With this test set up there were a number of variables that were difficult to hold steady. I had to assume that the temperature from the hair dryer would remain constant throughout the test. The placement of the IC in front of the fan after removal from the oven was not repeatable; there would be some small variation in location and distance. Additionally the temperature of the IC following removal from the over could not be verified. After the cleaning of the IC I could not verify that all of the water had been dried out of the inside. If someone were so inclined they certainly could have continued to apply degreaser to the inside of the IC until they were very confident all of the oil and dirt had been cleaned out. I was satisfied with two cleansings. Time constraints limited me from doing a larger number of tests that may have provided more data that would help to reduce variability.
The charts below show the results of the six tests with the outside air temperature plotted at 64F.
The second chart shows the average of the dirty runs by the heavy line, bordered by the standard deviation in the thinner line. The last two clean runs are plotted as well. I used the last two runs because of concern that there was still some moisture inside the IC on the first two clean runs.
There are a few things I was looking for from these charts.
- Were there any anomalies that might indicate an error with the test procedure? The fact that the first two clean runs produced substantially lower temperatures led me to believe that some moisture was still present in the IC, aiding in the reduction in the air temperature.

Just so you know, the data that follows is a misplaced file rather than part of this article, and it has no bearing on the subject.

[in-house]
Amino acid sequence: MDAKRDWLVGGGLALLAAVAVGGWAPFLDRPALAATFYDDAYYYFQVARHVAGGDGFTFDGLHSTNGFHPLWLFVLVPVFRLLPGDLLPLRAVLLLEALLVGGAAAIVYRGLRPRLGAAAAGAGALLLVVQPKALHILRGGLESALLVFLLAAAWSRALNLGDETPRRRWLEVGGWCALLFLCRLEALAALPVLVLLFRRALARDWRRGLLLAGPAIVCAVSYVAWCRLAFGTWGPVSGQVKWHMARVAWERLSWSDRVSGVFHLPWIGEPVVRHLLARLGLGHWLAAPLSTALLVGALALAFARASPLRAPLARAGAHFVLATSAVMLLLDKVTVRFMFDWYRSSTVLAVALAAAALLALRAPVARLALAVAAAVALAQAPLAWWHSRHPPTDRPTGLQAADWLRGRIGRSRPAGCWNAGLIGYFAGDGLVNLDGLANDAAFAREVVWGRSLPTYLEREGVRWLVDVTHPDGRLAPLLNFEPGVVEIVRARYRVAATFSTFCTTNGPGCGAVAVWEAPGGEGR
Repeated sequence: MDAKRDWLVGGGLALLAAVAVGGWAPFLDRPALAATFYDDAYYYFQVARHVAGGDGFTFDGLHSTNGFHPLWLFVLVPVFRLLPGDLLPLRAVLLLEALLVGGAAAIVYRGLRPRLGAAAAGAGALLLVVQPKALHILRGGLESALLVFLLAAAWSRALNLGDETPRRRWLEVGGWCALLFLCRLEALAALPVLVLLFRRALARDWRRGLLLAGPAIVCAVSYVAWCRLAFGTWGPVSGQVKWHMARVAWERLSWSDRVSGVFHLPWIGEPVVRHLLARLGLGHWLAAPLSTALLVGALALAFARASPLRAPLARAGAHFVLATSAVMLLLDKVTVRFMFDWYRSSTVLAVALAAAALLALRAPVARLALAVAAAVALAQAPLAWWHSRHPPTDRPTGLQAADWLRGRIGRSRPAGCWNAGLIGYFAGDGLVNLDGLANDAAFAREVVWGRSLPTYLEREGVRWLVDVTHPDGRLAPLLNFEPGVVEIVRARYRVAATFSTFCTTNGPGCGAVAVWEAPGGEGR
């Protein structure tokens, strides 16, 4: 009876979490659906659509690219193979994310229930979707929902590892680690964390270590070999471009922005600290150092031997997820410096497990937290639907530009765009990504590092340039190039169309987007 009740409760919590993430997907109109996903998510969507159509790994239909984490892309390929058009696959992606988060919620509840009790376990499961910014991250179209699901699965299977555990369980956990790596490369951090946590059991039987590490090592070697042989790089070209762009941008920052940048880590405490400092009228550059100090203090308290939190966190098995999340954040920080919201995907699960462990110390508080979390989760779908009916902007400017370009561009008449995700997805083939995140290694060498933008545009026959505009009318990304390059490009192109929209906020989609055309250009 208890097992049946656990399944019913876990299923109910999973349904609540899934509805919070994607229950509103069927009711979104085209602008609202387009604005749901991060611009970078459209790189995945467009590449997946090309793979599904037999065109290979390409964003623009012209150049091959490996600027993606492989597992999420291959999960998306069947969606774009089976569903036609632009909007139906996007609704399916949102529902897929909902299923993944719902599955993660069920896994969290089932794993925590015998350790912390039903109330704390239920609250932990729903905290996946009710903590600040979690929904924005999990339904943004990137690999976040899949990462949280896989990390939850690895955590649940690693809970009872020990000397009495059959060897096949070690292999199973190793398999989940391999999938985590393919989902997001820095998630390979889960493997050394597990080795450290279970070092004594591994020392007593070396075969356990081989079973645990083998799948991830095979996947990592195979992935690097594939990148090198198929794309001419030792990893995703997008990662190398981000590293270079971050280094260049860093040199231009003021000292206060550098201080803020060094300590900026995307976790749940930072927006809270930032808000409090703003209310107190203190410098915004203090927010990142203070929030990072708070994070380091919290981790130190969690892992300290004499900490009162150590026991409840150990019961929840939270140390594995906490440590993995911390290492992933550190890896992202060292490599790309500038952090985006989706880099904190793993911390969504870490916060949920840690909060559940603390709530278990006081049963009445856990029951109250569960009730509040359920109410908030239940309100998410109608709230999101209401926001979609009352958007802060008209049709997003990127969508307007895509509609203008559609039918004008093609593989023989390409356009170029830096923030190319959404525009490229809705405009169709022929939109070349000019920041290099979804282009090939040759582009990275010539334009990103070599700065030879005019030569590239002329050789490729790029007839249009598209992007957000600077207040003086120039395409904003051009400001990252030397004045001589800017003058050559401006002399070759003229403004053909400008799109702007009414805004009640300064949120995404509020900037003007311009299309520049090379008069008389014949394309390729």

- Is there any indication that the dirty IC heats up more rapidly than the clean? Answer: Initially, within the first minute, there does not appear to be a difference in the rate at which the intercooler heats. After the first minute it appears that the dirty intercoolers heat up slightly faster.
- Do the clean IC’s cool off faster than the dirty IC’s? Answer: They do not appear to. The rate at which the dirty and clean IC’s cool appears to be nearly the same. What seems to be happening is that the dirty IC’s begin to heat up more rapidly than the clean IC’s after a while, resulting in a higher starting temperature once the fan is turned on. The IC’s then cool at the same rate, resulting in the dirty IC’s being at a higher temperature at any given time during the cooling phase. A question to ask would be how long would it take for the dirty IC’s to cool to the same temperature as the clean IC’s. Because I only took the test out to the point where the temperature differential dropped below 0.5 degrees per 20-second interval, I cannot draw a conclusion based on the data I collected. Looking over the shape of the curves toward the end of the test, it appears that the temperatures will eventually reach steady state, and the dirty IC’s will be at a higher final temperature.
- What is the probability that there is a difference in performance given the results collected? I took the data collected and applied a t test of hypothesis for the mean. The hypothesis was that the mean temperature difference between the dirty and clean IC’s was greater than or equal to 3 degrees F; the average difference over the timeframe the test was conducted. At a significance level of 0.05 this hypothesis was not rejected.
There appears to be a reasonable likelihood that the cleaned intercooler operates more efficiently than the IC that was allowed to accumulate dirt for 4.5 years. Whether or not it is worth the effort to remove the intercoolers from the car to clean them, a large job for sure, for a three-degree benefit, is the question to be asked if one is considering cleaning their intercoolers.